Having enjoyed Susanna White’s 2006 television adaptation of Charlotte Bronte’s Jane Eyre, I was interested to see what director Cary Fukunaga would bring to this new feature length version.
All in all, I was impressed, especially with the way Fukunaga and writer Moira Buffini stay close to the novel, but ruthlessly strip the story down to its bare bones, giving emphasis to some aspects of the novel that other adaptations tend to avoid. Gone are the stories of Bessie and Miss Temple. Gone, too, are most of Bertha’s appearances, Grace Poole, and much of Jane and Rochester’s engagement. More daringly, the film refuses to represent the burning of Thornfield Hall and Bertha’s final leap to her death, a melodramatic staple scene in most Jane Eyre adaptations. Gone is “Reader, I married him” and any attempt to represent Jane and Rochester’s life together after she decides to return to him. I didn’t like all the cuts, but I thought it was quite brave and allowed other aspects of the text to come forth.
In the 2006 adaptation, Ruth Wilson played Jane as a steely, straight-talking, and passionate young woman. Mia Wasikowska’s Jane is a young woman who suppresses her anger beneath a pale, cold and standoffish exterior. Michael Fassbinder gave us what I would say is the best Rochester since Orson Welles. Although Rochester works on the page, he’s fiendishly difficult to represent sympathetically on screen, but Fassbinder manages to convey the intense loneliness and despair that underlies all his bluster and libertinism. Judy Dench is on autopilot as Mrs Fairfax, but she’s always watchable. It was nice to see little Adele get more screen time and played by an actress of around the right age. Jamie Bell is excellent as St John Rivers, making him rather more human than he comes across in the novel.
The film emphasises the violence of Jane’s childhood, the scene at the beginning in which John Reed hits her with the book is a genuine shock. It also keeps much of the novel’s gothic atmosphere – we jumped several times. I was pleased by the inclusion of Jane’s feminist speech about the lack of opportunities for women. Perhaps more daringly, it retains the uncomfortable moment when Rochester sort of threatens to rape Jane. The threat is stronger in the novel, but it’s suggested here too. It also represents the telepathic connection between Rochester and Jane without it appearing ridiculous.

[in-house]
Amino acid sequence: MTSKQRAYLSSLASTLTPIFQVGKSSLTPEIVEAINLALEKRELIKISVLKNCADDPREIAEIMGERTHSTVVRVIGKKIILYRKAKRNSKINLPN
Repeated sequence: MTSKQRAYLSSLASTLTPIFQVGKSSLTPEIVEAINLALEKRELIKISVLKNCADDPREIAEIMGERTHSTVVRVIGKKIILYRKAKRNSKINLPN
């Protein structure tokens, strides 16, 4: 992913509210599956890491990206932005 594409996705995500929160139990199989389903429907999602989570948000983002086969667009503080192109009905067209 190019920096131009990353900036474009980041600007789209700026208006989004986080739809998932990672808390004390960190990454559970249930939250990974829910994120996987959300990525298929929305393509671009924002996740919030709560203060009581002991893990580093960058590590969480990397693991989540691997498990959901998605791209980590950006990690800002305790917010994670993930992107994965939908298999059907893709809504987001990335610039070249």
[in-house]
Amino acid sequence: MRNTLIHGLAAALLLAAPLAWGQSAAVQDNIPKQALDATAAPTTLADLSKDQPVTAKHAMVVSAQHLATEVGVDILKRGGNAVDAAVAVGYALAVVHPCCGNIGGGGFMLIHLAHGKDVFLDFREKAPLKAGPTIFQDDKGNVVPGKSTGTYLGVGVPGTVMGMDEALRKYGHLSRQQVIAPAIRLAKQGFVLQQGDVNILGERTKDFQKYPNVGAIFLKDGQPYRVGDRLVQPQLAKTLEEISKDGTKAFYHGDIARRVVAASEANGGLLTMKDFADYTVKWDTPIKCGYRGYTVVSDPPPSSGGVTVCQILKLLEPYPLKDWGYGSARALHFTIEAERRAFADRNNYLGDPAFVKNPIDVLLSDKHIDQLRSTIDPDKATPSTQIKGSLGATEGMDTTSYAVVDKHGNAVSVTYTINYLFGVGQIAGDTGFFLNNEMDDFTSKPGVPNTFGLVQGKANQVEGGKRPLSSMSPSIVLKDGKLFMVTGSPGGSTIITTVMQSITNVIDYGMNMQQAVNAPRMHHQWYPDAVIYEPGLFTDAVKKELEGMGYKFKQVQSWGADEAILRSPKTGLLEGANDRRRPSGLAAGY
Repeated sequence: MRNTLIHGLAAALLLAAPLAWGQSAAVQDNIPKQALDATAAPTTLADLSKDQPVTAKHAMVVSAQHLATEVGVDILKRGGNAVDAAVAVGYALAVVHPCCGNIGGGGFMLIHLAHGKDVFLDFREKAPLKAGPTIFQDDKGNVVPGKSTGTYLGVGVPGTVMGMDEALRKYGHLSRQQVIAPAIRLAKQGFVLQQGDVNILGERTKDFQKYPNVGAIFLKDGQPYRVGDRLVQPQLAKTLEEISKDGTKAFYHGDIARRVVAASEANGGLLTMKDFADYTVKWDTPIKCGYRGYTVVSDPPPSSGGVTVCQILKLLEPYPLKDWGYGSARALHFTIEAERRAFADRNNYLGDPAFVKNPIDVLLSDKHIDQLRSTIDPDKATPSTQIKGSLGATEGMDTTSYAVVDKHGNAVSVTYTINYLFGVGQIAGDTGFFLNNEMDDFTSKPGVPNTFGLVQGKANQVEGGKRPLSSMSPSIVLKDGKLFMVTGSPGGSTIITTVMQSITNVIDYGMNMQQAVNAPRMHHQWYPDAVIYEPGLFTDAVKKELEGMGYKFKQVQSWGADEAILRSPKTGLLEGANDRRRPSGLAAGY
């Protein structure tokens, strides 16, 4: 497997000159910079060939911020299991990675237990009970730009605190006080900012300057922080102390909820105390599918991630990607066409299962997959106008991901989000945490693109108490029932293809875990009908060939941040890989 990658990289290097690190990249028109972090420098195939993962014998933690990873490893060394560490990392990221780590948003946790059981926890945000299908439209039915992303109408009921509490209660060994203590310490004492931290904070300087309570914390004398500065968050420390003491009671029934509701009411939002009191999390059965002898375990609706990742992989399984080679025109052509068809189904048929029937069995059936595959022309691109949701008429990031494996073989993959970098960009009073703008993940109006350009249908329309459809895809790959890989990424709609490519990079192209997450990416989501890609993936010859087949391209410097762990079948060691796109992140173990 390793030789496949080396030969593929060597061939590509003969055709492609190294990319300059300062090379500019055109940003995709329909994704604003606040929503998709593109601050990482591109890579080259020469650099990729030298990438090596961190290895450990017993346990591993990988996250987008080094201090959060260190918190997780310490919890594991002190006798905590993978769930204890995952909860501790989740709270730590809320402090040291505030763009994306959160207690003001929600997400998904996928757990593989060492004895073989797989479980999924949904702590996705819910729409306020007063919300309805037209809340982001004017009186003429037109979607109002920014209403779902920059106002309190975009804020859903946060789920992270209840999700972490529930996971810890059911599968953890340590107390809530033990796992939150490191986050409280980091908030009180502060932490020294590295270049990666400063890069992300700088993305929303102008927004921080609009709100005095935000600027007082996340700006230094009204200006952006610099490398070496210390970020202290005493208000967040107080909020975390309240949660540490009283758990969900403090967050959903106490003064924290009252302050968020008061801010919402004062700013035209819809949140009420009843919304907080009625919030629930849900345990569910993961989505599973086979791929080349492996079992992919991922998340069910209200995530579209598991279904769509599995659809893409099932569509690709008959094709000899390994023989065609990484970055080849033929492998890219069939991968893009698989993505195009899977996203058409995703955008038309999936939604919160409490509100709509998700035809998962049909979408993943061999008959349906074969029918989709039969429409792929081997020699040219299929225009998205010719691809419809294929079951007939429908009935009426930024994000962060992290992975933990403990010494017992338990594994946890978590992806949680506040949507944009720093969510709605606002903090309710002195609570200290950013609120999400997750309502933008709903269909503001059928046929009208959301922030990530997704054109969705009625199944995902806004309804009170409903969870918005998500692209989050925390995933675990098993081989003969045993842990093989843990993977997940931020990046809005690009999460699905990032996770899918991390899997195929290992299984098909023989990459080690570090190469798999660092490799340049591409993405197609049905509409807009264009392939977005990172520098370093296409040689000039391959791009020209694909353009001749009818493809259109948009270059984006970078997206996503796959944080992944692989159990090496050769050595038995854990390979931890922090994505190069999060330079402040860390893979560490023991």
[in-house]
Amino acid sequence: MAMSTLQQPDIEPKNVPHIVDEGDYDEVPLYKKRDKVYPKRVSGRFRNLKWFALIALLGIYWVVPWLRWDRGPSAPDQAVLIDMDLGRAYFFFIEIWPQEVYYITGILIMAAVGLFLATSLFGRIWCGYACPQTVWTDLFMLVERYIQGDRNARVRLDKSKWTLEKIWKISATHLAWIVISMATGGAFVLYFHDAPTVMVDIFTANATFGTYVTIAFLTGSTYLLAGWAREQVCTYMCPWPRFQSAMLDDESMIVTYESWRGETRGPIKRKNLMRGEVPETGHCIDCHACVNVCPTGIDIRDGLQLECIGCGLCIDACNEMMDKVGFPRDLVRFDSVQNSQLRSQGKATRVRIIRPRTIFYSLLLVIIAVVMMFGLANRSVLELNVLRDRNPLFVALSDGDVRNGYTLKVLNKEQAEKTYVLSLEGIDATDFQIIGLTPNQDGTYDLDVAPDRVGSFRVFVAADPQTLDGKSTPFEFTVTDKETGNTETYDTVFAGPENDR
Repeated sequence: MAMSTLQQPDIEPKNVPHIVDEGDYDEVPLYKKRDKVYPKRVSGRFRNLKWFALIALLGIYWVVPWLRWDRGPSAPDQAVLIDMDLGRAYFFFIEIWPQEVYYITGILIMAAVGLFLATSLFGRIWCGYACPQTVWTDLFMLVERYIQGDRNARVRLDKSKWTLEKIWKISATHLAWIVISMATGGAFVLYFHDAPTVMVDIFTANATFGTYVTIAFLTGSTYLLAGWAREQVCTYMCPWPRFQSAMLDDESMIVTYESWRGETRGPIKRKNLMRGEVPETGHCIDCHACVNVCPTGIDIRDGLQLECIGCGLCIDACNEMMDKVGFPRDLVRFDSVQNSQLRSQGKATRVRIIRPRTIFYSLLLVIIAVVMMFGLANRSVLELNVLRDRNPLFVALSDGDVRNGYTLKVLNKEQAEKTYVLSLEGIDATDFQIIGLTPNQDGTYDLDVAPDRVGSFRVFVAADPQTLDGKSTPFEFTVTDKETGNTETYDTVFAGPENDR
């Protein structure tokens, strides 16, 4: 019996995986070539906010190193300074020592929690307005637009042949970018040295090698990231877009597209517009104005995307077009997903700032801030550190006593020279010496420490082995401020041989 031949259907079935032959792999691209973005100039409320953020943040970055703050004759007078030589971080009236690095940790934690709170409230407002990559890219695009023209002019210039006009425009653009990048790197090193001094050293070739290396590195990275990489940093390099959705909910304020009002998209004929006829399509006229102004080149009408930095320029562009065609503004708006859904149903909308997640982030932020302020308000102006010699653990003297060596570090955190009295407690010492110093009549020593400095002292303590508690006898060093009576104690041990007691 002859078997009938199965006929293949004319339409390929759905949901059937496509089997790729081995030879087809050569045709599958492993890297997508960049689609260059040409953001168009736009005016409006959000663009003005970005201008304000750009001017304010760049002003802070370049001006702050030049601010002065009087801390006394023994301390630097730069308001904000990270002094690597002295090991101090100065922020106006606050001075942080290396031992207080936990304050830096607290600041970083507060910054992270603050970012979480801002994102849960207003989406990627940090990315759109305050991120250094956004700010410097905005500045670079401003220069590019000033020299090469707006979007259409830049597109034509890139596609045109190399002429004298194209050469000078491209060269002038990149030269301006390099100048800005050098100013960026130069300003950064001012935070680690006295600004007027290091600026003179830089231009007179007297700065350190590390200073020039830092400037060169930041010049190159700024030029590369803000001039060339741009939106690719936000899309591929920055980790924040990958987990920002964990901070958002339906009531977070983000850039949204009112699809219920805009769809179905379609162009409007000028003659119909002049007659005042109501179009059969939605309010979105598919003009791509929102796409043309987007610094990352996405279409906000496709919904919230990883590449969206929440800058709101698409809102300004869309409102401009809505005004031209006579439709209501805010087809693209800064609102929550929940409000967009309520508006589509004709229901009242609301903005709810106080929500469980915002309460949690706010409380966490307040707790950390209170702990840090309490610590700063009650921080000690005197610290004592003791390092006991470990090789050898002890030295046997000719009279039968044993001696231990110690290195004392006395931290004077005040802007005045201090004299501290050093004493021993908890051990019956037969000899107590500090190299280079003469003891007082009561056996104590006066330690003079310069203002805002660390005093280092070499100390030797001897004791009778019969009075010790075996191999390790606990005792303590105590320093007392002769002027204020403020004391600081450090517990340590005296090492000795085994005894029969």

I was disappointed by the lack of Bertha and especially regretted the loss of the veil ripping scene. I missed the burning of Thornfield too and was annoyed to see that Rochester had lost his sight, but retained both his hands at the end, the director apparently deciding that Bronte is a little too hard on him. My partner said that the loss of the hand would be “too much”, to which I replied, “But representing the telepathy isn’t too much?”, and so the argument continued. I found the ending a bit abrupt too, stopping just as they get back together. After such a harrowing tale, I want more of an emotional pay-off, damn it!
The screenplay also removes the revelation that the Rivers siblings are actually Jane’s cousins. This is sensible, insofar as it saves them having to represent a ridiculous coincidence, but removing the relationship makes it seem like Jane is trying to buy a family when she offers to share her inheritance with them, and, I have to say, rather mercenary of them to accept it! It’s a part of the novel that clunks and changing it only makes it clunk louder here.
Still, this stripped down gothic Jane Eyre looks gorgeous, is very well directed and I think will stand as one of the best adaptations for some time.